I remember the first book I ever read on my own. My mother gave it to me and I sat and looked at the cover for a very long time. We were going out to dinner or meeting family friends, I can’t remember exactly. I believe I was four years old. Right before we were about to walk out the door, I announced that I was going to read it for her. I think she had a look of frustration, but then she smiled and sat me on her lap.
I remember running my hands back and forth over the cover and feeling so excited I could barely sit still. And then I opened it, and found the first page. It was filled with color and action, and I was filled with a curious joy. I had no idea what was going to happen. I had no idea what the words would say. I took a deep breath, and then I began to read it aloud.
“A little red hen had a seed…”
There was a rat involved and a lazy dog, and a cat that could not be bothered. There was a succulent ear of corn and a story I had never heard before. I don’t remember what the pages smelled like then, though I remember my mother holding the book up and smelling them, her eyes big and laughing as she looked over the edge.
Straight cut pages. Hard cover. Soft cover. Small enough to fit in your pocket or so thick it weighs your backpack down and puts a crimp in your neck. Uneven page edges with a rough texture or smooth edges with gilt. Leather bound. Soft and seductive vellum covers. High gloss or matte, though the cover art explodes into your imagination from either one. This one smells like a bible. This one smells like the library. This one smells like oranges, though how is that possible? This font reminds me of my leather bound edition of Tom Sawyer. This font belongs to Jane Austen.
The pages of my Bram Stoker’s Dracula were actually cold, and so was the book itself when I held it in my hands. I wore soft knit gloves when I read it and a blanket draped over my shoulders. It smelled like the earth from our neighbor’s garden after it had been tilled and turned. I noted this before I even began reading it, and I found it somewhat disturbing. I still have the copy, never returned to my high school lit class. It is held together with a single, heavy rubber band.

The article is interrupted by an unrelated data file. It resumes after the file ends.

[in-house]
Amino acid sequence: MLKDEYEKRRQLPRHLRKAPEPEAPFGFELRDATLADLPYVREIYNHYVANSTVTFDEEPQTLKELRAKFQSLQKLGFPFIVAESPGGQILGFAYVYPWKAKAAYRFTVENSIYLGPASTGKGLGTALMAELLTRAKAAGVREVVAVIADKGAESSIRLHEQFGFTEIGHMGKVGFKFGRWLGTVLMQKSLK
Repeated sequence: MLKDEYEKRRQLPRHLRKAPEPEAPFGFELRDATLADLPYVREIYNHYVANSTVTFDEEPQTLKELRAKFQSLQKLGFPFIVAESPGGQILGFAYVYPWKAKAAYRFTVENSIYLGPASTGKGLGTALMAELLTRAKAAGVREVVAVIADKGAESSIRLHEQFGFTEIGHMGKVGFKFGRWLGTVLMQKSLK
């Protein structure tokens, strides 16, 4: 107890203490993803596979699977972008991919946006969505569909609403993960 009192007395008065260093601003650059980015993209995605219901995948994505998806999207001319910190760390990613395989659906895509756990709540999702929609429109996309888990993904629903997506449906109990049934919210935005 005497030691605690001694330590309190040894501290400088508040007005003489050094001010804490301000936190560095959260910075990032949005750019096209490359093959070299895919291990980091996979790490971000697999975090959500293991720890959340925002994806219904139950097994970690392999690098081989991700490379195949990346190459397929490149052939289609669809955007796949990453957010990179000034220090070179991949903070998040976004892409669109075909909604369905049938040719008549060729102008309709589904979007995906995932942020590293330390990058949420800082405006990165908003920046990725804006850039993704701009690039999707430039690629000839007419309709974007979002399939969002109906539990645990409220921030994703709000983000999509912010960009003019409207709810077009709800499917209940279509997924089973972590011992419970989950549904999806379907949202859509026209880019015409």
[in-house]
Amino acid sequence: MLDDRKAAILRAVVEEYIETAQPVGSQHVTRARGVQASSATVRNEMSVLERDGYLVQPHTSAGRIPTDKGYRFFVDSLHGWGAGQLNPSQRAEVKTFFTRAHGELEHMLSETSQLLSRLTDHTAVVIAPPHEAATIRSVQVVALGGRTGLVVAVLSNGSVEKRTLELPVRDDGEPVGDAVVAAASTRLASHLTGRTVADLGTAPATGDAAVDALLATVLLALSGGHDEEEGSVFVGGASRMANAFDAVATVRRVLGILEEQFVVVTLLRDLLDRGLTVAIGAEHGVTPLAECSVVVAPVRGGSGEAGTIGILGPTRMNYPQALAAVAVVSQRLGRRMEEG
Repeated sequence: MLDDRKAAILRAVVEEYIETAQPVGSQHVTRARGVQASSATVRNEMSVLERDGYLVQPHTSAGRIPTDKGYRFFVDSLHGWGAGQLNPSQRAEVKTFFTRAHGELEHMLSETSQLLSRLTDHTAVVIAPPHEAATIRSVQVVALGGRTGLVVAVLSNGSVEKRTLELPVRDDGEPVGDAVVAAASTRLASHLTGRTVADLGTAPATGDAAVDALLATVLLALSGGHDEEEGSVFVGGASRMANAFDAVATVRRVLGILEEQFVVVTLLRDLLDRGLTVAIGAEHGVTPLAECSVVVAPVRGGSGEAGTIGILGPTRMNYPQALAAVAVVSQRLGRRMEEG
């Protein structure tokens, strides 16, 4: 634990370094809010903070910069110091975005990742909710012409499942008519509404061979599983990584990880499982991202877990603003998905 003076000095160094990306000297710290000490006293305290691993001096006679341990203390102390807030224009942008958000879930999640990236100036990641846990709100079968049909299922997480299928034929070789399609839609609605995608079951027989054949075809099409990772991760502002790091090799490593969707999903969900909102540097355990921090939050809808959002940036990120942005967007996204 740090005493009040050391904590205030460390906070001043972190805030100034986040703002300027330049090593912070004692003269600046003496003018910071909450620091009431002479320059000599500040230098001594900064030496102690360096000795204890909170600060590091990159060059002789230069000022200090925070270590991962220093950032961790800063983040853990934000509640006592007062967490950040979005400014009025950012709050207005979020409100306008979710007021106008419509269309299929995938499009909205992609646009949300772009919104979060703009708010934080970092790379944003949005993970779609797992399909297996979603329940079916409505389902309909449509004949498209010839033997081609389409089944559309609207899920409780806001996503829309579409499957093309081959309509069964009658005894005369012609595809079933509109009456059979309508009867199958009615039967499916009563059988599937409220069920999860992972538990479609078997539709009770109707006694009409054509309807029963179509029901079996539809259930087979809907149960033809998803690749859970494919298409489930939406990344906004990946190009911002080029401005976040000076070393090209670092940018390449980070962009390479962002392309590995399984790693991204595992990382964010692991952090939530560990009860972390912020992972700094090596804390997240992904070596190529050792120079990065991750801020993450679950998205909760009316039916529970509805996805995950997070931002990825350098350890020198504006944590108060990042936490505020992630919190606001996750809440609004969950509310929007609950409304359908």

I understand the lure of the eBook. I understand the necessity when you’re in school. Every bit of reading required is at your fingertips, weighing just under a pound. Much different than the complete works of Shakespeare I bought for a quarter from the university bookstore, much used and abused after twenty years had come and gone. Two strips of grey duct tape on the binding were all it needed. But I wouldn’t want to carry that bastard around all day. I know it. I see it, the eBook logic.
But there is a romance that comes with an actual book. There is the soft turn of the pages as your mind either sinks in deep with every line, or races ahead because you can’t stop it. Your fingers toy with the corners of the pages yet to come. Sometimes you give in and turn just a few, and perhaps you even read a sentence or two. Usually you regret it, though sometimes it makes you curse and smile and you force yourself to go back so you might get there honestly. Your legs tucked beneath you on your favorite chair, all the while knowing that an entire world waits just for you. It is singular and contains but one miracle all its own, deserving of a proper home on a crowded shelf among other miracles. And if it smells like oranges? Even better.
“All books wait… They sit patiently on their respective shelves, gathering only the most refined dust, until the day their covers are opened and their pages turned by the proper person.”
~ Robert John Guttke